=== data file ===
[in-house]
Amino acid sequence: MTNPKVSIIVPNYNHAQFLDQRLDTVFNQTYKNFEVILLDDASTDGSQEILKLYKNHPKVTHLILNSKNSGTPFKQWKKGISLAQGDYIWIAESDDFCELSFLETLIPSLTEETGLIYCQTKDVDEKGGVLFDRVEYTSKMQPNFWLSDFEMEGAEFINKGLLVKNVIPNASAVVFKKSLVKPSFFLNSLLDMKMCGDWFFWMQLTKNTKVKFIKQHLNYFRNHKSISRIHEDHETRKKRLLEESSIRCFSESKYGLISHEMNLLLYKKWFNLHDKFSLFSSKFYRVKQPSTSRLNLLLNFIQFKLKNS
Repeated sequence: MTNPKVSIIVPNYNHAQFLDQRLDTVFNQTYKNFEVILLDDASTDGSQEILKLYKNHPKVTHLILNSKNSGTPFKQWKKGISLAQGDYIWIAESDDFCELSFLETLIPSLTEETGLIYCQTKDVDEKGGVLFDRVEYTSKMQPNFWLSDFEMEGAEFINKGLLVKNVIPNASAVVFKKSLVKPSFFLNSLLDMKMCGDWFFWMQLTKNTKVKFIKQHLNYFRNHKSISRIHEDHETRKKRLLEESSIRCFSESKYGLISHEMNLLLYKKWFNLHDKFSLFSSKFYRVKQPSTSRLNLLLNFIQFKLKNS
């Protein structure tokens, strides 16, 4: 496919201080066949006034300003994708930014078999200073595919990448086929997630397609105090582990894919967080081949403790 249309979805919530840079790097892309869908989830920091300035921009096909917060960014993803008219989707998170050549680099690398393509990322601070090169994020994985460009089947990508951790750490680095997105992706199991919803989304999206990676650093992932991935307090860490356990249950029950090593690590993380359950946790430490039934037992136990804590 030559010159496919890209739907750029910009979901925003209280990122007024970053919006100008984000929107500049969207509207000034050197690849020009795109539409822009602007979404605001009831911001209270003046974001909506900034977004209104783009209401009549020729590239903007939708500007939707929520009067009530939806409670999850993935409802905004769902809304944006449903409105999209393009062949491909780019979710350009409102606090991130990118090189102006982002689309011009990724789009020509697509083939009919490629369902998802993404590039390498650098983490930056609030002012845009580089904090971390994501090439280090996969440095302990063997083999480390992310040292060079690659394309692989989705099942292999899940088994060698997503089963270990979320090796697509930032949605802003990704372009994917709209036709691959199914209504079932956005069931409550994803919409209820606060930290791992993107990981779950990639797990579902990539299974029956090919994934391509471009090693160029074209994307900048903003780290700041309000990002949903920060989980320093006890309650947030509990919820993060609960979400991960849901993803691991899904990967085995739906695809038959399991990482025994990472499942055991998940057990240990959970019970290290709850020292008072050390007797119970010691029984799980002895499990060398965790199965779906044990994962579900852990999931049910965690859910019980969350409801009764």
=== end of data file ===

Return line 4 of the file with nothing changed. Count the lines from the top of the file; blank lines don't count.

């Protein structure tokens, strides 16, 4: 496919201080066949006034300003994708930014078999200073595919990448086929997630397609105090582990894919967080081949403790 249309979805919530840079790097892309869908989830920091300035921009096909917060960014993803008219989707998170050549680099690398393509990322601070090169994020994985460009089947990508951790750490680095997105992706199991919803989304999206990676650093992932991935307090860490356990249950029950090593690590993380359950946790430490039934037992136990804590 030559010159496919890209739907750029910009979901925003209280990122007024970053919006100008984000929107500049969207509207000034050197690849020009795109539409822009602007979404605001009831911001209270003046974001909506900034977004209104783009209401009549020729590239903007939708500007939707929520009067009530939806409670999850993935409802905004769902809304944006449903409105999209393009062949491909780019979710350009409102606090991130990118090189102006982002689309011009990724789009020509697509083939009919490629369902998802993404590039390498650098983490930056609030002012845009580089904090971390994501090439280090996969440095302990063997083999480390992310040292060079690659394309692989989705099942292999899940088994060698997503089963270990979320090796697509930032949605802003990704372009994917709209036709691959199914209504079932956005069931409550994803919409209820606060930290791992993107990981779950990639797990579902990539299974029956090919994934391509471009090693160029074209994307900048903003780290700041309000990002949903920060989980320093006890309650947030509990919820993060609960979400991960849901993803691991899904990967085995739906695809038959399991990482025994990472499942055991998940057990240990959970019970290290709850020292008072050390007797119970010691029984799980002895499990060398965790199965779906044990994962579900852990999931049910965690859910019980969350409801009764």